The small kingdom of Marshovia has a little problem. The main tax-payer, the wealthy widow Sonia (who pays 52 0f the taxes) has left for Paris So Count Danilo is sent to Paris, to stop her ...
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Norman Z. McLeod
Amateur plumber Cluny Brown gets sent off by her uncle to work as a servant at an English country estate. While there, she becomes friendly with Adam Belinski, a charming Czech refugee. She... See full summary »
The small kingdom of Marshovia has a little problem. The main tax-payer, the wealthy widow Sonia (who pays 52 0f the taxes) has left for Paris So Count Danilo is sent to Paris, to stop her from getting married by a stranger, so that the danger of removing the money is banned. But this is not that easy as the ambassador in Paris has planned. Written by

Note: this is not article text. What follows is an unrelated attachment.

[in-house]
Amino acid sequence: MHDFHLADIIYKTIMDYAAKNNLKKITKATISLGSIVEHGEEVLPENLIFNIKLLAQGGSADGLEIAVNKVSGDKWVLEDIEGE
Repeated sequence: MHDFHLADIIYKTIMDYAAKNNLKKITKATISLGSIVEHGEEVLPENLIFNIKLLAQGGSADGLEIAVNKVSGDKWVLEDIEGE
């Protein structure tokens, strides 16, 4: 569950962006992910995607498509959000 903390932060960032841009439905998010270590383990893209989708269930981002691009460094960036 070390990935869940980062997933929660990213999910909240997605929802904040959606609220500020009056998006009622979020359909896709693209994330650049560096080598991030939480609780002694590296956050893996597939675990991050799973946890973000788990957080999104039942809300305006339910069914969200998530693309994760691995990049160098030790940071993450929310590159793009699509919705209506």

Stephan Eichenberg <firstname.lastname@example.org>
During a recent showing on TMC it was stated that Jeanette MacDonald and Maurice Chevalier did not get along on this film. He called her a "prude" and she called him "a bottom pincher". Their relationship had been deteriorating for some time and this was the last film they appeared in together. See more »
This is why Hollywood use the expression "The Lubitsch Touch". Almost every film made by that most delightful of directors was sprightly and hilarious and sexy, and this is one of his most delightful. It's the best version filmed.
Maurice Chevalier is of course just as attractive as a man can be, and Jeanette MacDonald is wonderfully funny and sexy (why oh why did she ever team up with Nelson "The Singing Capon" Eddy? With Chevalier she was enchanting, with Eddy you wanted to slap her), and the supporting cast is delightful. Wonderful script, wonderful score, fabulous thirties-period costumes, all in all a delight.
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